What happened next is a complicated story and depends on which account of events you read. I can’t do justice to all of the details in this space (whole books have been written about it!). The agreed upon facts are these: A new superintendent, Rody McCoy, who was African-American, was brought into the newly created district, Ocean Hill-Brownsville. A locally elected school board was seated. Changes to curriculum and pedagogical approach were instituted. After a year in charge, McCoy believed that the effort to implement change was being stymied by some administrators and teachers. As a result, during the summer of 1968 a letter was sent to 19 staff members advising them that they were terminated, and they should report to the central Board of Education at 110 Livingston Street in Brooklyn. All 19 were white, many were Jewish (this becomes relevant as events unfold).

The teachers’ union interpreted this personnel action as a threat to their authority and a breach of the contract that they had with the New York City central Board of Education. According to their agreement, termination could only occur after due process, and this action had been taken without the necessary administrative steps. The union, led by its president Al Shanker, protested and called for a strike.

All of this was occurring in the context of heightened racial tension in the country as a whole. Though the civil rights movement had resulted in new laws, poverty, discrimination, police brutality and the perception that the Vietnam War was exacting more pain from African-Americans were still troubling realities. During the summer of 1967, called the ‘long, hot summer’ for a reason, there were multiple riots in urban areas (159 of them). Detroit and Newark experienced some of the worst violence, resulting in 43 and 26 dead in each city respectively. Hundreds of others were injured, and swaths of city blocks were burned. Mixed into this violence was a call for African-Americans to forcefully claim their rights, rather than taking the path of nonviolence charted by Martin Luther King, Jr.

The decentralization of schools in New York City was seen as part of a response to the call for Black Power. The conflict over the termination (which became a subject of dispute because some said it was a reassignment, not a firing) of the teachers/administrators was taking place against this backdrop. It became impossible to disentangle the contractual issues from the racial and power politics of the time. Though I was a child, I was aware of the tension. I was aware of the strain on my father. He supported the union’s position.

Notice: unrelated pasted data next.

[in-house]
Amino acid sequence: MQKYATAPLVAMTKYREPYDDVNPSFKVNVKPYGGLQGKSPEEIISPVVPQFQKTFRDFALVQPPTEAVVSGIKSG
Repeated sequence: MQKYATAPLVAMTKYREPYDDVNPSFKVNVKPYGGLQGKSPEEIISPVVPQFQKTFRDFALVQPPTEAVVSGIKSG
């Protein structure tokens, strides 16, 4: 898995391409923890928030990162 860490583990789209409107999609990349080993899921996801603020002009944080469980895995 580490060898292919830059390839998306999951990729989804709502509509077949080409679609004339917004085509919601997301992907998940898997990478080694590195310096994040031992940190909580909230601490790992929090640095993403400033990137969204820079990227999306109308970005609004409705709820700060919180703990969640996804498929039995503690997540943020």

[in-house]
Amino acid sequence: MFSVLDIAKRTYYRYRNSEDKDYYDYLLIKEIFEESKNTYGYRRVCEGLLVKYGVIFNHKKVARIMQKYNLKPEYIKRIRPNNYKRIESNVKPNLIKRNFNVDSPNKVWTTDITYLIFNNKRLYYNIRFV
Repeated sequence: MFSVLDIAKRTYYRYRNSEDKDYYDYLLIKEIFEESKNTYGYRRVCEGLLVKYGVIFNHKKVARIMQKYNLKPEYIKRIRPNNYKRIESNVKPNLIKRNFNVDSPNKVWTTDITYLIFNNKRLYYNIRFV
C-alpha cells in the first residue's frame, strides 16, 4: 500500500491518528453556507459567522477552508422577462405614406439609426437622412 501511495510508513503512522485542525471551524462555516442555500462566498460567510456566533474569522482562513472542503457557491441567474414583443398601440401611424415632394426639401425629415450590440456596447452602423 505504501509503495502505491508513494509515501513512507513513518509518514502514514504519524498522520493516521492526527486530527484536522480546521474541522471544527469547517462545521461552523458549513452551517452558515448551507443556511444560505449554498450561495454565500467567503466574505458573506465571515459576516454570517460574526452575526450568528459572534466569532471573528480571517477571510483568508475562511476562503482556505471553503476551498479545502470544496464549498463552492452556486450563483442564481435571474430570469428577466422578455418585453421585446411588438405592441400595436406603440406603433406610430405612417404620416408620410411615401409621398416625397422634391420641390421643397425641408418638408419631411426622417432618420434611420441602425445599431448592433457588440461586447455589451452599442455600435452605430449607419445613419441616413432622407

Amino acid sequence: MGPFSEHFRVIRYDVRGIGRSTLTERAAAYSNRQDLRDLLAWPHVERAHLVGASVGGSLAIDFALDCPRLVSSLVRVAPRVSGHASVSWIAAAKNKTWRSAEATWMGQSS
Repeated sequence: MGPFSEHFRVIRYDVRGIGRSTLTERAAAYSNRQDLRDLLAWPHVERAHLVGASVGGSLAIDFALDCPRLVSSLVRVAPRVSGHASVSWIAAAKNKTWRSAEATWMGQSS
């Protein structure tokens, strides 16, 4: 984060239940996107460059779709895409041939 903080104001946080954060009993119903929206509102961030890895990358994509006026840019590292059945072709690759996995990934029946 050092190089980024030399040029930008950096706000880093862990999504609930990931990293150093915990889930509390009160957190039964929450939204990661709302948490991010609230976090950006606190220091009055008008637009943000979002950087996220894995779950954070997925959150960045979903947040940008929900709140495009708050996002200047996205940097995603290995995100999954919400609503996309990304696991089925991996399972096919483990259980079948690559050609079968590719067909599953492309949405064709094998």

I think the most common interpretation of events would suggest that the union ‘won’ and that the decentralization experiment failed. Hearing the panelists, a different picture emerged. Their interpretation emphasized that the 19 teachers/administrators were racists and weren’t actually fired but were to be reassigned; and that children were being harmed in the union’s quest for power. They blamed Al Shanker for stoking racial tensions (alleging that he fueled charges of Black Anti-Semitism) and for letting the strike stretch to 36 days (the longest in American history). They highlighted the successes of the experiment in improved self-esteem among the students and empowerment of parents and community.

While I have no vested interest in Shanker’s legacy, my father did walk that picket line. I was troubled by the allegations because it could implicate my father, a man I admired (and still admire) for his moral compass. I listened to their presentations and wondered what my father would have thought. If only he was still alive, so I could ask him. I would have to do more research to see if I could come to my own conclusions.

Next week: More on the panel discussion and the legacy of Ocean Hill-Brownsville.